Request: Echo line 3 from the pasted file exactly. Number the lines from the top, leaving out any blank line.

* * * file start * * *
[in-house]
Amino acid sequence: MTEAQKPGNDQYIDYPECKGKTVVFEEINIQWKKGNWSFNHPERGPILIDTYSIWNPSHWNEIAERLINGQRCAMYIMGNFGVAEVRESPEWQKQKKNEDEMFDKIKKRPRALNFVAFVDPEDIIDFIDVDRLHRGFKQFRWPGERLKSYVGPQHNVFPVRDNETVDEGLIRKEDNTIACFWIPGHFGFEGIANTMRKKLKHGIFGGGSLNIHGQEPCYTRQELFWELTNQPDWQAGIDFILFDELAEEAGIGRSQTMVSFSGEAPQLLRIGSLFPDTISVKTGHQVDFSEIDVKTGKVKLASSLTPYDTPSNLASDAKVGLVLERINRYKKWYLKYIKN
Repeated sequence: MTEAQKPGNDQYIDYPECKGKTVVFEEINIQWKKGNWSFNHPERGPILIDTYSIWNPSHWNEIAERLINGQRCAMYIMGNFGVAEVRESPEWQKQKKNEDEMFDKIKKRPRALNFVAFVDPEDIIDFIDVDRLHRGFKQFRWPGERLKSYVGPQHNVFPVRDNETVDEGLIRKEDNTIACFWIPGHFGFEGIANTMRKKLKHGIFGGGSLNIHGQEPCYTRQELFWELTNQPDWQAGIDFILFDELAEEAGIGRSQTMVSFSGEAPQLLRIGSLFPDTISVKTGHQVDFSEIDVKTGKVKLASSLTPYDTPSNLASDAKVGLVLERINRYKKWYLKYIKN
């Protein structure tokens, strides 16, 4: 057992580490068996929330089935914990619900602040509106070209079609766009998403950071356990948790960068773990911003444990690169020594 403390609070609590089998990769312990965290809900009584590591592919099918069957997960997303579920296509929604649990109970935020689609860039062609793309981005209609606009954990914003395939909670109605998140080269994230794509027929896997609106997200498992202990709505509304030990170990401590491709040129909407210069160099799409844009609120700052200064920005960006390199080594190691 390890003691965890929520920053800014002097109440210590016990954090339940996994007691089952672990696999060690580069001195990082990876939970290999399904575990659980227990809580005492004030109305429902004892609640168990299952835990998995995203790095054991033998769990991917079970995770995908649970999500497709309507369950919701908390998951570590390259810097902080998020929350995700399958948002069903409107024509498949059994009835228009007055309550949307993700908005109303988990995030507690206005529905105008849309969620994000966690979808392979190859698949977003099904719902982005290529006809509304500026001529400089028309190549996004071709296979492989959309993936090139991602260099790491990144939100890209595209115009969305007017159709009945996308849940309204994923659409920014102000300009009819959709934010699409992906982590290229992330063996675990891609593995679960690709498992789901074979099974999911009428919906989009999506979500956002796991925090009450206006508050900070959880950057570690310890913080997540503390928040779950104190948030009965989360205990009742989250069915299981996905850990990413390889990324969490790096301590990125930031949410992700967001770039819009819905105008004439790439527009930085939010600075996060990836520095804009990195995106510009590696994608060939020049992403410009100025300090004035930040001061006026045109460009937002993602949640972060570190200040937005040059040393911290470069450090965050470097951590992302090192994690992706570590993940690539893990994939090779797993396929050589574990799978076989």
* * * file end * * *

Repeated sequence: MTEAQKPGNDQYIDYPECKGKTVVFEEINIQWKKGNWSFNHPERGPILIDTYSIWNPSHWNEIAERLINGQRCAMYIMGNFGVAEVRESPEWQKQKKNEDEMFDKIKKRPRALNFVAFVDPEDIIDFIDVDRLHRGFKQFRWPGERLKSYVGPQHNVFPVRDNETVDEGLIRKEDNTIACFWIPGHFGFEGIANTMRKKLKHGIFGGGSLNIHGQEPCYTRQELFWELTNQPDWQAGIDFILFDELAEEAGIGRSQTMVSFSGEAPQLLRIGSLFPDTISVKTGHQVDFSEIDVKTGKVKLASSLTPYDTPSNLASDAKVGLVLERINRYKKWYLKYIKN